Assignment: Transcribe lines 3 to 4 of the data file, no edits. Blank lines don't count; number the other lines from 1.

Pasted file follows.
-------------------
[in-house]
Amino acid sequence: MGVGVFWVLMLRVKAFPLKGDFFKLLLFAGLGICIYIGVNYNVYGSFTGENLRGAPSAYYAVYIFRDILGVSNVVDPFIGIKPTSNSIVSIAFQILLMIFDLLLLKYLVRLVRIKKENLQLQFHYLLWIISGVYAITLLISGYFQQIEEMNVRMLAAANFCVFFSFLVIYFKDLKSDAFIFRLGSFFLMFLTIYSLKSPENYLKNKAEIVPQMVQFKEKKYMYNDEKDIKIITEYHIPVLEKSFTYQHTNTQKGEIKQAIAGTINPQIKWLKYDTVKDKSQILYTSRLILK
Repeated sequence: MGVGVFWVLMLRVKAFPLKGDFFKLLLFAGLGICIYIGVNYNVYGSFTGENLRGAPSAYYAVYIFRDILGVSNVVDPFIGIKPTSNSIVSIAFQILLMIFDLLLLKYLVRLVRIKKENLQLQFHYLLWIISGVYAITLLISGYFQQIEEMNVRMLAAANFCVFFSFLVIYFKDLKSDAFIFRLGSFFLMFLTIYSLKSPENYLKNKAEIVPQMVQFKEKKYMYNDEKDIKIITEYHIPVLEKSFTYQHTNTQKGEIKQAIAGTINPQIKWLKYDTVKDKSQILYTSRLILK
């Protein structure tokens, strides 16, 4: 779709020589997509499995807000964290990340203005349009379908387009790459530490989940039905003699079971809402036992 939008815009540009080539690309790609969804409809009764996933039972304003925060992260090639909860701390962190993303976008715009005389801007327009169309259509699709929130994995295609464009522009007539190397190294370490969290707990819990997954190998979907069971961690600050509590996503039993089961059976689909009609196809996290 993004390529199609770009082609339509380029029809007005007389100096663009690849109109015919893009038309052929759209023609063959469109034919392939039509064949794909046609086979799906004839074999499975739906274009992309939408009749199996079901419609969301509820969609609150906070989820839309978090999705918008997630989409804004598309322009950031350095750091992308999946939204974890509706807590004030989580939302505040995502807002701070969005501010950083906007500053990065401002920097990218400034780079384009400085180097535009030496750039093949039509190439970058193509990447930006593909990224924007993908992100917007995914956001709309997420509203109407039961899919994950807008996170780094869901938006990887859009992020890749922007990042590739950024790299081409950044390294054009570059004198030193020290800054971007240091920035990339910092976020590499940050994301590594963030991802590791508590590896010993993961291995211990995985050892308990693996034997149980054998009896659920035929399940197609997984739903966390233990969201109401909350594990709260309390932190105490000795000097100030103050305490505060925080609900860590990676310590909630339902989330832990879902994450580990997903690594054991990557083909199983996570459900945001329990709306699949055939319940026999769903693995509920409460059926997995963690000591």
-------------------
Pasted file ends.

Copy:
Repeated sequence: MGVGVFWVLMLRVKAFPLKGDFFKLLLFAGLGICIYIGVNYNVYGSFTGENLRGAPSAYYAVYIFRDILGVSNVVDPFIGIKPTSNSIVSIAFQILLMIFDLLLLKYLVRLVRIKKENLQLQFHYLLWIISGVYAITLLISGYFQQIEEMNVRMLAAANFCVFFSFLVIYFKDLKSDAFIFRLGSFFLMFLTIYSLKSPENYLKNKAEIVPQMVQFKEKKYMYNDEKDIKIITEYHIPVLEKSFTYQHTNTQKGEIKQAIAGTINPQIKWLKYDTVKDKSQILYTSRLILK
């Protein structure tokens, strides 16, 4: 779709020589997509499995807000964290990340203005349009379908387009790459530490989940039905003699079971809402036992 939008815009540009080539690309790609969804409809009764996933039972304003925060992260090639909860701390962190993303976008715009005389801007327009169309259509699709929130994995295609464009522009007539190397190294370490969290707990819990997954190998979907069971961690600050509590996503039993089961059976689909009609196809996290 993004390529199609770009082609339509380029029809007005007389100096663009690849109109015919893009038309052929759209023609063959469109034919392939039509064949794909046609086979799906004839074999499975739906274009992309939408009749199996079901419609969301509820969609609150906070989820839309978090999705918008997630989409804004598309322009950031350095750091992308999946939204974890509706807590004030989580939302505040995502807002701070969005501010950083906007500053990065401002920097990218400034780079384009400085180097535009030496750039093949039509190439970058193509990447930006593909990224924007993908992100917007995914956001709309997420509203109407039961899919994950807008996170780094869901938006990887859009992020890749922007990042590739950024790299081409950044390294054009570059004198030193020290800054971007240091920035990339910092976020590499940050994301590594963030991802590791508590590896010993993961291995211990995985050892308990693996034997149980054998009896659920035929399940197609997984739903966390233990969201109401909350594990709260309390932190105490000795000097100030103050305490505060925080609900860590990676310590909630339902989330832990879902994450580990997903690594054991990557083909199983996570459900945001329990709306699949055939319940026999769903693995509920409460059926997995963690000591």